Ontarians paying others to use their power

ONTARIO - As most Ontario residents slept between 4 a.m. and 5 a.m. on April 10, they unknowingly deposited a credit of $228,625.86 in the accounts of electricity users in Quebec, New York and Michigan.

Some big businesses in Ontario who run 24/7 enjoyed some similar largesse, though itÂ’s impossible to say just how much.

Welcome to springtime in Ontario, when the weather warms, the rivers gush, and the price of power drops not just to zero, but below.

The mild weather stifles demand for both heating and air conditioning, while fast-flowing rivers help pump out power.

The result: Surplus electricity.

And that means some export and business customers actually get paid to use the OntarioÂ’s provinceÂ’s power.

And while the phenomenon only occurs for an hour here and an hour there at present, a report from the province’s power market operator has signaled that it could occur regularly in the future — as often as one day in every seven.

The past week has seen 11 hours in which prices on OntarioÂ’s wholesale market were less than zero:

• On April 11, prices dipped below zero for five hours during the night, going as low as minus 12.2 cents a kilowatt hour.

• On April 10, prices were also negative for five hours, dipping to minus 12.8 cents a kilowatt hour at the lowest.

• The price fell to minus 2.2 cents a kilowatt hour for an hour on April 9.

In all, the provinceÂ’s electricity system paid $1.377 million this past weekend to dispose of the surplus power. And itÂ’s happened before: Ontario has racked up 25 hours of negative prices so far in 2011.

The negative prices, unfortunately, do not mean that householders will get a refund or a credit on their next bill.

Residents are generally locked in to regulated prices, or time of use rates. Others are committed to fixed prices under retail contracts, which donÂ’t vary as market prices rise and fall.

But larger business users who consume more than 250,000 kilowatt hours a year and are charged the market rate for electricity, can actually receive a credit for the power they use when prices are below zero.

So can large customers in neighbouring states and provinces, which trade power back and forth with Ontario. That electricity goes through the hands of traders, who may sell directly to U.S. utilities or to industrial customers.

The trades can occur at greatly varying prices through the day. At times, Ontario may be exporting power to Michigan while itÂ’s importing from Quebec, or vice versa. OntarioÂ’s U.S. trading partners often have higher retail prices than Ontario, while Quebec has much lower retail prices.

Low prices in Ontario are common at this time of year, says Terry Young, vice president of the Independent Electricity System Operator, which runs the provinceÂ’s power market.

Surplus power and negative prices can be an opportunity for businesses that can boost production, said Young.

“There are customers who can respond to this,” he said.

Adam White, who heads the association of Major Power Consumers of Ontario, agrees, but says he’d like to see greater incentives built into the market so that when surpluses develop and prices go negative, Ontario industries are encouraged to soak up the surplus and enjoy the short-term benefit – not export customers.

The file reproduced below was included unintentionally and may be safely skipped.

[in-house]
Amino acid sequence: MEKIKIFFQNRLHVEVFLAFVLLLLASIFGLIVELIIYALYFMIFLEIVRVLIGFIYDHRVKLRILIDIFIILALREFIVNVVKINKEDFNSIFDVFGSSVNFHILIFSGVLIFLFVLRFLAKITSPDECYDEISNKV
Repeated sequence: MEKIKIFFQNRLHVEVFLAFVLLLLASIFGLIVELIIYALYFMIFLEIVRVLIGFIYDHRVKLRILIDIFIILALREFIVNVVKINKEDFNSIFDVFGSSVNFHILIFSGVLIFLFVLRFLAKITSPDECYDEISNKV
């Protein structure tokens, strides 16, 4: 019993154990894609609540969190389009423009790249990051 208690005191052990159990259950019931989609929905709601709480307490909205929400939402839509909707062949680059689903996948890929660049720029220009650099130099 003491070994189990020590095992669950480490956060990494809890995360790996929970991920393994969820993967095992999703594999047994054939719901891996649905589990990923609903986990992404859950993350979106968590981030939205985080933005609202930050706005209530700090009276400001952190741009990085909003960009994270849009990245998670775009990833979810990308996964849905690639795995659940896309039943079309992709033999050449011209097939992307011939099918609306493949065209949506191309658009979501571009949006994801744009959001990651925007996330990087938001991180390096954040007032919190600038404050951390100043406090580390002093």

That would mean designing greater incentives to encourage big users to shut down during summer peaks, when the system is under stress from high demand.

While power surpluses have been modest and intermittent recently, a report earlier this year warned that if no action is taken, surpluses periods will grow. Ontario could have surplus power on its hands one day out of every seven by 2013.

Delicate talks are currently under way with wind generators, to see if there are ways to limit the flow of wind power onto the grid during periods of surplus.

So if some customers are being paid to take OntarioÂ’s power, whoÂ’s paying them?

The answer is, ultimately, that all customers bear the cost of giving away surplus power, or paying others to take it.

That may seem unfair to consumers, who canÂ’t benefit from the giveaway power, but still underwrite the cost.

Energy minister Brad Duguid acknowledges the anomaly, but says consumers have to look at the whole ebb and flow of the market, rather than a few days.

Trade in electricity is continuous, and isolating a few days of trading when the province had surplus power doesnÂ’t show the whole picture, he says.

Most of the time, he said Ontario is selling at a profit.

“When you put it all together, consumers made $1.5 billion since 2006 from our exports.”

That included some days in which Ontario’s neighbours had to dump surplus power — and the Ontario system was paid to take it.

Young of the IESO notes that Ontario businesses that profit occasionally from negative prices also have to take the consequences when prices shoot up during period of high demand.

A business that draws one megawatt of power would have received a credit of about $814 for the 25 hours of negative prices that have occurred so far in 2011, he said. But it would have paid $3,065 to use the same amount of power during the 25 top-priced hours of the year.

Consumers are sheltered from those spikes by regulated prices or fixed price contracts.


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